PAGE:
Impact on Contraceptive Practice of Making Emergency Hormonal Contraception Available Over the Counter in Great Britain: Repeated Cross Sectional Surveys
BMJ: British Medical Journal 2005 July 30; 331(7511): 271-273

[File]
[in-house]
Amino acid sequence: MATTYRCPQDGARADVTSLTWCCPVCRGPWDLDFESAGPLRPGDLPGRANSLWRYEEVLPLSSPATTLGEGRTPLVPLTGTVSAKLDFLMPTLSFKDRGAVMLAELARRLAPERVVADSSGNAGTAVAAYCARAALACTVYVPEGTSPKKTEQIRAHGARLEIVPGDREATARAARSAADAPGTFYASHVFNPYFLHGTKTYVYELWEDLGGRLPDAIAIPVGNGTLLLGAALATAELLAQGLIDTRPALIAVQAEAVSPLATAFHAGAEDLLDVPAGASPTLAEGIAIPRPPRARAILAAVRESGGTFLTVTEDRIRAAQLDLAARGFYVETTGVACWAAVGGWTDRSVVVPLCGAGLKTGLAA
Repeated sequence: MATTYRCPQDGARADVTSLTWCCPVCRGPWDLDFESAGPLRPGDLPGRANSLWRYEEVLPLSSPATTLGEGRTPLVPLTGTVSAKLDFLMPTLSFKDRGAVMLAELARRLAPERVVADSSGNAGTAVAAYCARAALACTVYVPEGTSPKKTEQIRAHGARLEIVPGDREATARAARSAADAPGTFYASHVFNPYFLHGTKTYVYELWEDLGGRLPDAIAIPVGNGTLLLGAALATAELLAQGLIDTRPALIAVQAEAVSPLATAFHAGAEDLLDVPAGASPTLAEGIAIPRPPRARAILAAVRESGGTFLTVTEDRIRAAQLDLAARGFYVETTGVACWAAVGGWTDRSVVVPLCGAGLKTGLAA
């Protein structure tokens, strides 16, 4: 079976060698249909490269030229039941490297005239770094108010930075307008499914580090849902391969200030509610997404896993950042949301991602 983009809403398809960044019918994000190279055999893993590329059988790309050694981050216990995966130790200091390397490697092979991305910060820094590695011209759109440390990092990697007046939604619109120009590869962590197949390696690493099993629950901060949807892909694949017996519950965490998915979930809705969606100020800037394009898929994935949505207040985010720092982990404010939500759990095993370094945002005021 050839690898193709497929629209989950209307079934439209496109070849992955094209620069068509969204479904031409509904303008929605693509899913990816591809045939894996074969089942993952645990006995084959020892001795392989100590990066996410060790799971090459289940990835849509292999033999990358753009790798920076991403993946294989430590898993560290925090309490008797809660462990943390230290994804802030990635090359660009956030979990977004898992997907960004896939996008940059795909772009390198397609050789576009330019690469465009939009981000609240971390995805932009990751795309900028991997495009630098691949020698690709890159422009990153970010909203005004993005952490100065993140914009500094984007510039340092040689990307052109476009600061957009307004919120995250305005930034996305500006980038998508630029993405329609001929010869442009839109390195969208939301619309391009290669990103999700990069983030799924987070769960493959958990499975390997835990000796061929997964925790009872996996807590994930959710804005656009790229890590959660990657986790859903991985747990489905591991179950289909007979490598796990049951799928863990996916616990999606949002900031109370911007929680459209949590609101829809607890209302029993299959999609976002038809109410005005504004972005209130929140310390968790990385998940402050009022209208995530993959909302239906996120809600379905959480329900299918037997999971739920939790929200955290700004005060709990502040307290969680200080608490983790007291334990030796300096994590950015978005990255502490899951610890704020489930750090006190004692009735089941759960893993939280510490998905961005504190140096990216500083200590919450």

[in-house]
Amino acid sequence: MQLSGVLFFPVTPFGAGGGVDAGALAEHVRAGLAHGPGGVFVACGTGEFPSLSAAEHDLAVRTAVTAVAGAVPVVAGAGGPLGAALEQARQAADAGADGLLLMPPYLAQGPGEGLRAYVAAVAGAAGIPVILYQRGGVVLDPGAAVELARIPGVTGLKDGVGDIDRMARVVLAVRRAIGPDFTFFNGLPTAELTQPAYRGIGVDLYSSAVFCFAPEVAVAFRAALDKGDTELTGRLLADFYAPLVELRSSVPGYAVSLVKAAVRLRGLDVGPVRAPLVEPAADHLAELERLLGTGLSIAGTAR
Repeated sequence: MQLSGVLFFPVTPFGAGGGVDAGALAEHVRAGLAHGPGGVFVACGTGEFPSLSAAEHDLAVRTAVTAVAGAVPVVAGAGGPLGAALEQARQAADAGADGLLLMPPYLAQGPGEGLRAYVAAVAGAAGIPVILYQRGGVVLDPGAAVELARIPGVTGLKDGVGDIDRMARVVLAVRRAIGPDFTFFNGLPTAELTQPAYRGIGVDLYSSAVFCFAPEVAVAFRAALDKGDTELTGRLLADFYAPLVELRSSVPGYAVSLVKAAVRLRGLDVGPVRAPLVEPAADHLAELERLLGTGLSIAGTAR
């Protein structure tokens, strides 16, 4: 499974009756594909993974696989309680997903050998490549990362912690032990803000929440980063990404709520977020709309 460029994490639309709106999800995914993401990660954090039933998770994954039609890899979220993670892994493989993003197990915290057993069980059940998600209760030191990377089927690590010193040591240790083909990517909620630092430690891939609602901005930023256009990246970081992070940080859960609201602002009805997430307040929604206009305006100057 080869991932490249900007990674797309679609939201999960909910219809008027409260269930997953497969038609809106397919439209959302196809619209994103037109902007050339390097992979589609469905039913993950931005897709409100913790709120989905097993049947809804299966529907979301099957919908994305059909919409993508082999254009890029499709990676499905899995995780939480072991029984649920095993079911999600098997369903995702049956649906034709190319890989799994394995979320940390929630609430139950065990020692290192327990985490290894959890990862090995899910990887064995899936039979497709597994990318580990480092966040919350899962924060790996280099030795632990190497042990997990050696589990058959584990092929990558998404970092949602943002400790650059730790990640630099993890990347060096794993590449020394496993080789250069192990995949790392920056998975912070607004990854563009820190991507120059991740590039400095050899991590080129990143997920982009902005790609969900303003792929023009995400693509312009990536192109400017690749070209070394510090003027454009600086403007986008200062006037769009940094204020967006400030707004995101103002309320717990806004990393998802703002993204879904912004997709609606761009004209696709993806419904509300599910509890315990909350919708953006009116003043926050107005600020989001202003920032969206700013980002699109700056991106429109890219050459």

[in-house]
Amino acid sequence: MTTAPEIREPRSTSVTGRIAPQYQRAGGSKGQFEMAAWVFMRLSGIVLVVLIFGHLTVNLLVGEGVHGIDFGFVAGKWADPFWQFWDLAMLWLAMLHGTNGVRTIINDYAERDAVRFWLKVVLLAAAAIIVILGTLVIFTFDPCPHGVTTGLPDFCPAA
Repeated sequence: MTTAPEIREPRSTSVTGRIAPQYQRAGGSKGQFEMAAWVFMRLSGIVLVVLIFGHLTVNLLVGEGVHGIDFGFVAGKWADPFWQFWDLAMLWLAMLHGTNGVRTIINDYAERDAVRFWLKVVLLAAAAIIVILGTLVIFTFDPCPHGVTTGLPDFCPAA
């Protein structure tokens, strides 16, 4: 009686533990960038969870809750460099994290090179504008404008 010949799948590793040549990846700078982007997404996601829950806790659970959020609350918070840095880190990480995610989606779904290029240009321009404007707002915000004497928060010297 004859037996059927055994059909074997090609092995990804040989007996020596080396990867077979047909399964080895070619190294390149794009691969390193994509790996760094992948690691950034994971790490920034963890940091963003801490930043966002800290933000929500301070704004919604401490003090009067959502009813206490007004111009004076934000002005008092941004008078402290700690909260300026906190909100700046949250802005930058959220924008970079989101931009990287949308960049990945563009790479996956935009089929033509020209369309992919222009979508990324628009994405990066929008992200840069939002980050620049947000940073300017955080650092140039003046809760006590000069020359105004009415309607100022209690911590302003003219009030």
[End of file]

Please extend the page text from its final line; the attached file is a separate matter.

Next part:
OBJECTIVE: To examine the impact on contraceptive practice of making emergency hormonal contraception available over the counter. DESIGN: Analysis of data on contraceptive practice for women aged 16-49 years in the period 2000-2 from the Omnibus Survey, a multipurpose survey in which around 7600 adults living in private households are interviewed each year. SETTING: Private households in Great Britain. MAIN OUTCOME MEASURES: Use of different types of contraception and rates of unprotected sex. RESULTS: After emergency hormonal contraception was made available over the counter, levels of use of different types of contraception by women aged 16-49 remained similar. No significant change occurred in the proportion of women using emergency hormonal contraception (8.4% in 2000, 7.9% in 2001, 7.2% in 2002) or having unprotected sex. A change did, however, occur in where women obtained emergency hormonal contraception; a smaller proportion of women obtained emergency hormonal contraception from physicians and a greater proportion bought it over the counter. No significant change occurred in the proportion of women using more reliable methods of contraception, such as the oral contraceptive pill, or in the proportion of women using emergency hormonal contraception more than once during a year. CONCLUSIONS: Making emergency hormonal contraception available over the counter does not seem to have led to an increase in its use, to an increase in unprotected sex, or to a decrease in the use of more reliable methods of contraception.
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